Ethan Noble

By Nancy Jane Johnson

I’d like you to meet Ethan Noble.  He lives in Ellensburg, a small college town in the

middle of Wash. which has quite distinctive seasons, snow in winter, 100+ degrees for a short time in summer and lots of wind!  Ethan was born in York, Maine and is almost 15. He lives with his mom, Samantha; step-dad, Miguel; sister, Ashley; two cats, two mini dachshunds, two Reeves turtles and maybe someday soon, his own Labrador retriever puppy.

Ethan was born with pneumonia and spent the first week of his life in Maine Medical NICU in Portland, Maine and the second week in the hospital recovering.

From the time he was born and throughout his first year, family and friends noticed other unusual things about him. His teeth were different. He hated being in sunlight, and had no hair. His thyroid levels were abnormal. His tongue was tied. He had other bouts of pneumonia, was diagnosed with asthma and had no nipples.

The doctors were not sure but sent him to see pediatric dentists, endocrinologists and geneticists.  It was his mom, Samantha’s good friend Heidi, who, after researching his symptoms on the internet, said she thought he had a condition called ectodermal dysplasias.  She was right.

Doctors diagnosed him several months later.  He has seen a geneticist but has not had a full genetic diagnosis.  He is symptomatic for hypohidrotic ectodermal dysplasia (HED) but even then he has differences.  He has some sweat glands but half the normal amount. He has hair but it is brittle and breaks off.  Ethan had his first haircut when he was five years old and even then it was pretty much to even it out.

He has some teeth but not a normal amount and they have no enamel.  When he was three years old, he was hospitalized to do root canals and crowns on all of his baby teeth.  Most adults have a hard time with just one crown!  Now that he is a teenager, Ethan has braces and will be getting more crowns and implants to give him teeth he can chew with and a beautiful smile. He is his dentist/orthodontist’s first patient with ectodermal dysplasia.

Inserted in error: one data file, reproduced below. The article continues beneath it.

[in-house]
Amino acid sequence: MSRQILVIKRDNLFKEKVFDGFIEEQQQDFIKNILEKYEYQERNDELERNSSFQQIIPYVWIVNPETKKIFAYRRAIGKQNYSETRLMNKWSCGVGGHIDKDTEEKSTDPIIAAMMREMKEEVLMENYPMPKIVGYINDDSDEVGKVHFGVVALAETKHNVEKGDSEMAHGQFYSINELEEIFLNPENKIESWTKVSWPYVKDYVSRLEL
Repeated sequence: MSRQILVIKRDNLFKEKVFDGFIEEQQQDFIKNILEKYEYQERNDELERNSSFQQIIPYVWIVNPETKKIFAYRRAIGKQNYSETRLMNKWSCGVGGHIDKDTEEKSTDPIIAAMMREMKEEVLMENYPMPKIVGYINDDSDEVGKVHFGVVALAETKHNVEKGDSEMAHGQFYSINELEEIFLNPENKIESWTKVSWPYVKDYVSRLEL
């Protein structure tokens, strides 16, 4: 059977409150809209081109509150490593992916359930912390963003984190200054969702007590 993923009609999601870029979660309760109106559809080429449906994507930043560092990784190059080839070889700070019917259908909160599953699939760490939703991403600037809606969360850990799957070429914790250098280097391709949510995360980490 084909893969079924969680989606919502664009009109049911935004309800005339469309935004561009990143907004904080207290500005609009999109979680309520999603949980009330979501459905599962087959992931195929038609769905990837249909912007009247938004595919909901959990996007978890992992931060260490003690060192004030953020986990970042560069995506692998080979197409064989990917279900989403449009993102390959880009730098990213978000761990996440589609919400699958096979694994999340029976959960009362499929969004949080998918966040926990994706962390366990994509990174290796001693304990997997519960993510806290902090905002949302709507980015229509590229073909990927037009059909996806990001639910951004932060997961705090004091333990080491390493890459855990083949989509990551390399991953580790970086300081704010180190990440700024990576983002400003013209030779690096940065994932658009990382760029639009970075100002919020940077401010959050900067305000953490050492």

He is a pretty normal teenager.  If you were at the Family Conference last year, you will remember him as the kid who played the viola.  He has played viola for about seven years.  He played soccer when he was younger, now he runs cross country and plays tennis in school.

He’s in high school and likes it much more than middle school.  He had some challenges while in middle school with bullies and even some of the teachers he had could have been called bullies.  Ethan coped with the bullying by contacting the school counselors, reporting it and mostly dealing with it on his own.  He knows his family is there for him when he needs them.

Ethan, like other people with ectodermal dysplasias, has a lot of medical appointments. He tends to get sick easily so misses a lot of school days.  Sometimes the school has sent him home because a teacher said his coughing was too disruptive to the class even though he had no fever, had seen a doctor and was on medication.  The school has threatened him with filing a truancy report for missing too many school days even though they were all medical or he was sent home by the school! Thankfully, he has supportive parents.

He has never met anyone else with ectodermal dysplasia at any schools he’s attended or anyplace he’s lived.  One of the biggest challenges his parents have had is finding a doctor or a dentist who actually has heard of ectodermal dysplasias.

Until he went to the NFED Family Conference, he had never met anyone else like him.  He had such a great time meeting everyone and getting to know other teenagers.  Ethan’s mom found the NFED online when he was still a baby.  It has been a wonderful treasure of information and resources as he has grown.  Now, after meeting other members at his first Family Conference, Ethan has new and hopefully lifelong friends.

(Nancy Jane Johnson is Ethan’s grandma.)

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One comment on “A Friend Diagnosed My Grandson”

  1. 1
    moerockvo on October 13, 2016

    Great article. 🙂

    I get sick ALL the time and never knew it was related to my ED. I’ve never been genetically tested, but I wonder about it as someday I might need disability due to how often I’m sick.
    Interesting….

    Hang in there Ethan. Hope to meet you at 2017.

    ~Moe

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